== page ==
Many experts claim that winter weight gain is due to increased eating and decreased physical activity. Yet, plenty of us never really manage to shed that additional pounds. And this means that after a year or so, the extra pounds add up. That’s why joining the gym is the best way to stay active regardless of your age.
How The Winter Blues Affects Our Eating Habits
The winter months can cause seasonal depression or also known as SAD (Seasonal Affective Disorder). But, of course, shorter days and longer nights don’t help either. However, taking vitamin D all year long can help. And it’s a good idea to have your levels checked by your medical provider.
Moreover, this specific issue happens in the United Kingdom and other Scandinavian countries, where sunlight is scarce in the winter. As a result, you might have decreased amounts of serotonin, a chemical in our bodies connected to sensations of joy and well-being. And this is why sunshine exposure is critical, especially during the winter months.
Each of these impairments can cause a case of SAD. Typically, people with SAD seek out additional carbs as well. And this can be because they boost the immune system by utilizing tryptophan, an amino acid that can turn into serotonin into rising declining concentrations in the body.
Yet, for the reaction to operate, you must consume a sufficient amount of tryptophan-rich meals, including green vegetables, chicken, fish, and broccoli. And avoid eating processed carbohydrates that you have no space for such healthy alternatives. So, as you can see, our eating habits and our moods work hand in hand.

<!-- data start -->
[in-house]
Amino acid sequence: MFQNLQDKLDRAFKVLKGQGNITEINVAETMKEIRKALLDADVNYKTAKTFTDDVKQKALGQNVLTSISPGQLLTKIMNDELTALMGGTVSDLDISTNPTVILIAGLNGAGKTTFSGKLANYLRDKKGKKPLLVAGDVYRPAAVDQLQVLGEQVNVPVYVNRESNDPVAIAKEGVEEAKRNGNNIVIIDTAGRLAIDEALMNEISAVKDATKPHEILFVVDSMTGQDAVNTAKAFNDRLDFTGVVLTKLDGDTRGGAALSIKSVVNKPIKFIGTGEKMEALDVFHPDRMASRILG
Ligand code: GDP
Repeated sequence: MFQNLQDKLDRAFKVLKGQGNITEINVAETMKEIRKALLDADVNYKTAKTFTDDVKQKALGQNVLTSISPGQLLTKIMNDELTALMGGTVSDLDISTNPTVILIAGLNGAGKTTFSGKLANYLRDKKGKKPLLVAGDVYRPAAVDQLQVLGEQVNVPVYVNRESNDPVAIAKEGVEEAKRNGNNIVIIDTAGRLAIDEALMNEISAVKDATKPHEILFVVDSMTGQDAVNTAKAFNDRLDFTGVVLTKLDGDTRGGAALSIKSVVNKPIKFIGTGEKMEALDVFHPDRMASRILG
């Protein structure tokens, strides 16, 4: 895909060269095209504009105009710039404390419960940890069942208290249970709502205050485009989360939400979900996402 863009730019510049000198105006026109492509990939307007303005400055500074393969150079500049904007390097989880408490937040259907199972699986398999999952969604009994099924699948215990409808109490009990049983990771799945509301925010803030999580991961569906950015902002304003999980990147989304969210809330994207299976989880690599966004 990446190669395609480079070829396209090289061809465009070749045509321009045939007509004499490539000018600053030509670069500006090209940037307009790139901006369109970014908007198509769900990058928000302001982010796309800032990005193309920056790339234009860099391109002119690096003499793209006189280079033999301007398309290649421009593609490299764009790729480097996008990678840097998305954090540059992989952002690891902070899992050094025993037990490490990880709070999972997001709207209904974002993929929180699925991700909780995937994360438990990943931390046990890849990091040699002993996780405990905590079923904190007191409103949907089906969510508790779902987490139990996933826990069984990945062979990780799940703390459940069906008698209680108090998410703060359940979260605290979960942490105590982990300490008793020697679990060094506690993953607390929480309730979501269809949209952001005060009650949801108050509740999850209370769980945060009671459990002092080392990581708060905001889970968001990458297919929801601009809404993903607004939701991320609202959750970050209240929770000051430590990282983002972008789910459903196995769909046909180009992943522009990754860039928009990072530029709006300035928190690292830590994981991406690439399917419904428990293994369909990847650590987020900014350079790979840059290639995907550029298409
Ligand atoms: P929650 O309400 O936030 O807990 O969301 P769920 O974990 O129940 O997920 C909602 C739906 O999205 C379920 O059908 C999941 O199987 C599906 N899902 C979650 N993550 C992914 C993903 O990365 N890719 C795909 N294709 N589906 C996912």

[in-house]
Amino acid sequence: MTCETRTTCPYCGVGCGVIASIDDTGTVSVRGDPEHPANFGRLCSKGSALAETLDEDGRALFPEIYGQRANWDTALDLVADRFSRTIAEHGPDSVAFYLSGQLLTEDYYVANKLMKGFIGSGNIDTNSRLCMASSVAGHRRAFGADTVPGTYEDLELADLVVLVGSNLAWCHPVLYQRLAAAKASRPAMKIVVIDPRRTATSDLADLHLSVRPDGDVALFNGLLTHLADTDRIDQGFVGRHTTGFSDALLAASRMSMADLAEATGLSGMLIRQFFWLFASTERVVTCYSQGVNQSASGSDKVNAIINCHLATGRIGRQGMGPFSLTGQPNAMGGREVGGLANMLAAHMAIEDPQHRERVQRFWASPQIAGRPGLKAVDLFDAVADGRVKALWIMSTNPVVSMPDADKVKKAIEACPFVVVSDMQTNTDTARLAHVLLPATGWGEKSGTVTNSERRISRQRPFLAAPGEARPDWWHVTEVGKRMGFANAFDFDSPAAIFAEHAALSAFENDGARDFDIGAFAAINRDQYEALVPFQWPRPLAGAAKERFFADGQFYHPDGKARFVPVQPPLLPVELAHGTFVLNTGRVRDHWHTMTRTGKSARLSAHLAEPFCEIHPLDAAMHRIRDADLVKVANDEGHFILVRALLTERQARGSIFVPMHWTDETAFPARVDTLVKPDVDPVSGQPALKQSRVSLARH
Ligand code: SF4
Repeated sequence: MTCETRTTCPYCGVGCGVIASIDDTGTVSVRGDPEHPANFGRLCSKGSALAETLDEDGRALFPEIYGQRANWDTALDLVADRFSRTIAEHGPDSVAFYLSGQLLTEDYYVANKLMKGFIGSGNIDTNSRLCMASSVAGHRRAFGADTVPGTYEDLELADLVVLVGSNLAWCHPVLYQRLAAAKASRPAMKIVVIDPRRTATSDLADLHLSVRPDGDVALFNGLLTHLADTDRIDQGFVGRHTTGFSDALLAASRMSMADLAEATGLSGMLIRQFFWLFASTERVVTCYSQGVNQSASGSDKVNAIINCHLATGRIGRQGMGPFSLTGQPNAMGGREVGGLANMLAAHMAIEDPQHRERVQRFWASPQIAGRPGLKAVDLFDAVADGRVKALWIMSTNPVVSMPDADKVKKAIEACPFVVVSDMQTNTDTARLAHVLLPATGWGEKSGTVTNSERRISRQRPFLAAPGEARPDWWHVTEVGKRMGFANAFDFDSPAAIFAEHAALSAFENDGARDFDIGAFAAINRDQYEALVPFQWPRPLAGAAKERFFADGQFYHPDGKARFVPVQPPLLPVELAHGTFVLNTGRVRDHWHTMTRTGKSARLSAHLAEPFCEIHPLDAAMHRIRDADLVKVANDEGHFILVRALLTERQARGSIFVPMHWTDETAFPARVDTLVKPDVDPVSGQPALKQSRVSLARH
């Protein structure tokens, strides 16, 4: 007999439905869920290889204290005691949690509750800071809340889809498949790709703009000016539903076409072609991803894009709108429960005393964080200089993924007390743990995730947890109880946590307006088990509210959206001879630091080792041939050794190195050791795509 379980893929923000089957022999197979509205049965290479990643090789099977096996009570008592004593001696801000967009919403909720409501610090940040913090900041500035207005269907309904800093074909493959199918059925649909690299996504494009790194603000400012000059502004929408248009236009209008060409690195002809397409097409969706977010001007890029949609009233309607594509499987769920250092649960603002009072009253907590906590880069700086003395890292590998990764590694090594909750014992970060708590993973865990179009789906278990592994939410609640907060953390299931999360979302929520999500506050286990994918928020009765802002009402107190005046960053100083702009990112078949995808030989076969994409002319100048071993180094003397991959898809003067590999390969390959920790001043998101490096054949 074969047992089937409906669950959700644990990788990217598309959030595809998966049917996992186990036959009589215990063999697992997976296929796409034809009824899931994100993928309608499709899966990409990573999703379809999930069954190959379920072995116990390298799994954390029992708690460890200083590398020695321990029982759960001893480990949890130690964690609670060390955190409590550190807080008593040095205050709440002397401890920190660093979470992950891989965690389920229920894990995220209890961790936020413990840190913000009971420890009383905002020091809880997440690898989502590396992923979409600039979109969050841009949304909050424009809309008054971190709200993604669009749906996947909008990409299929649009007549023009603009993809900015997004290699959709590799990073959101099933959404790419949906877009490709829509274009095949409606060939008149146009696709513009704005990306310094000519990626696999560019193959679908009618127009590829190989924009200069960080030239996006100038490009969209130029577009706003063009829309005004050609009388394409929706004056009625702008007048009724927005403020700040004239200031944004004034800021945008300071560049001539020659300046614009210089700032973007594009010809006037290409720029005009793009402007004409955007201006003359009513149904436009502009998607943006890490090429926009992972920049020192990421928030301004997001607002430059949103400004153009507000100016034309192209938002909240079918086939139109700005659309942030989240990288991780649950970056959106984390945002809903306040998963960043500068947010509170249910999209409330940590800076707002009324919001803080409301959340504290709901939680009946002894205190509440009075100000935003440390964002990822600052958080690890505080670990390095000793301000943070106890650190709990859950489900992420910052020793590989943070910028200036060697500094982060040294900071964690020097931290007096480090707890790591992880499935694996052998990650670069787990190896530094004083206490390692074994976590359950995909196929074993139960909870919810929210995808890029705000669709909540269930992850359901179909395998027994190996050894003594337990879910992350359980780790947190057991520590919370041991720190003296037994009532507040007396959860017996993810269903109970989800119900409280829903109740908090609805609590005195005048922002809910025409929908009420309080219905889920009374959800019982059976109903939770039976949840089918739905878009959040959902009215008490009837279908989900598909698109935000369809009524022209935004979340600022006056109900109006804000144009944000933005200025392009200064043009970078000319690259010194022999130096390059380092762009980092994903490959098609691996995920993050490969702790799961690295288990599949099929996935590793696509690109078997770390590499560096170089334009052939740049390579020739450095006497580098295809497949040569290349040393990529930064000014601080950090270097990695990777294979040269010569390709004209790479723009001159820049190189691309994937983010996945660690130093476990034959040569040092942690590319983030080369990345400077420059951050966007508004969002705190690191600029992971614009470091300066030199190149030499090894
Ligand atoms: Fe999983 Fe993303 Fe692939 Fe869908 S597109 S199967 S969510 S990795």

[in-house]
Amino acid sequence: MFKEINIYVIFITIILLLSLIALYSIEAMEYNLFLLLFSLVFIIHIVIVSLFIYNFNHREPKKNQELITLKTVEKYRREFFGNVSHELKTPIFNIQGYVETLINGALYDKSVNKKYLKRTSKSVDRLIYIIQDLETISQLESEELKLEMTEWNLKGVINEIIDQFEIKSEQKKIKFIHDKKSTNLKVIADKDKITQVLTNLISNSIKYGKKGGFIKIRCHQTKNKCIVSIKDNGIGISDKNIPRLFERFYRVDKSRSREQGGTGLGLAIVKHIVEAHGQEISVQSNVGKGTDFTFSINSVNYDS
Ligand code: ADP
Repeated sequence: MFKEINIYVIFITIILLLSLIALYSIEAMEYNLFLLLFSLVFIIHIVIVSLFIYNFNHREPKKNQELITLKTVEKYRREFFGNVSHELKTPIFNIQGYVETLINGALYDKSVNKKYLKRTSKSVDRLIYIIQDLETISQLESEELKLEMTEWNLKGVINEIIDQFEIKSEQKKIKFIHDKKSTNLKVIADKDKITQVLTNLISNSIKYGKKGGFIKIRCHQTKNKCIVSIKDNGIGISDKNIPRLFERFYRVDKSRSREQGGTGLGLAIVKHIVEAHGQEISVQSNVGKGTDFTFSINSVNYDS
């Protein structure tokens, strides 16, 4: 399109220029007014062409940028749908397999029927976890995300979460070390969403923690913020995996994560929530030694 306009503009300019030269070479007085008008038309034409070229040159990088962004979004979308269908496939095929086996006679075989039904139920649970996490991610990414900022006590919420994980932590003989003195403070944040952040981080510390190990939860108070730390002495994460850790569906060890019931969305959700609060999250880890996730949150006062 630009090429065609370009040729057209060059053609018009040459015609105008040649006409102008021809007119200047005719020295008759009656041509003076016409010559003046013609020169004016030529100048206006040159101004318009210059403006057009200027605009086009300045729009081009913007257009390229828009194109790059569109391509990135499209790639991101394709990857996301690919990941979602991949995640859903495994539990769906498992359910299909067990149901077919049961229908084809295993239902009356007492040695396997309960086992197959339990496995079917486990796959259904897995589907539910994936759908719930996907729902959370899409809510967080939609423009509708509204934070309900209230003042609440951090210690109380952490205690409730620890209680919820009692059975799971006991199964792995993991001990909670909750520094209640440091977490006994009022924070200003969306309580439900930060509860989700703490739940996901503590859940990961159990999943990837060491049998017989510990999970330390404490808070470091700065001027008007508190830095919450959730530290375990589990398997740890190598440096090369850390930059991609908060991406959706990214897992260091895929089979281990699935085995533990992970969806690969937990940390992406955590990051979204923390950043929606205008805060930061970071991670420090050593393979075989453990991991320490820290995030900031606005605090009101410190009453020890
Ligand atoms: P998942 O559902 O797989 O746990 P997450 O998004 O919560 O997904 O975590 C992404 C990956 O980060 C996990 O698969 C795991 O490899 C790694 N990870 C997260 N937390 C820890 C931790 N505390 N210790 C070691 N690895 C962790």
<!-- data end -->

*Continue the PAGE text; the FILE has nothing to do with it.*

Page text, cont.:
Change Your Eating Habits In The Winter With These Foods
The good news is you can help change your eating habits during the winter months. You can start by taking one day at a time by implementing some changes to your diet. First, don’t reach for fatty snack foods when watching TV. Instead, go for a healthier option with wiser choices like these Smart Cookies Low Carb Keto Brain Food Protein Snacks (#ad). Shoppers love them and gave them 5-star reviews.
Additionally, try out some of the recommendations below to help you eat healthier every day!
Citrus Fruits in Winter
Whereas most fresh fruit has been in limited supply throughout the winter, citrus is at its peak. Plus, you’ll find many shops that have a cache of mandarin oranges on hand for snacking. And a salad containing citrus and wintry vegetables like Swiss chard or kale is delicious.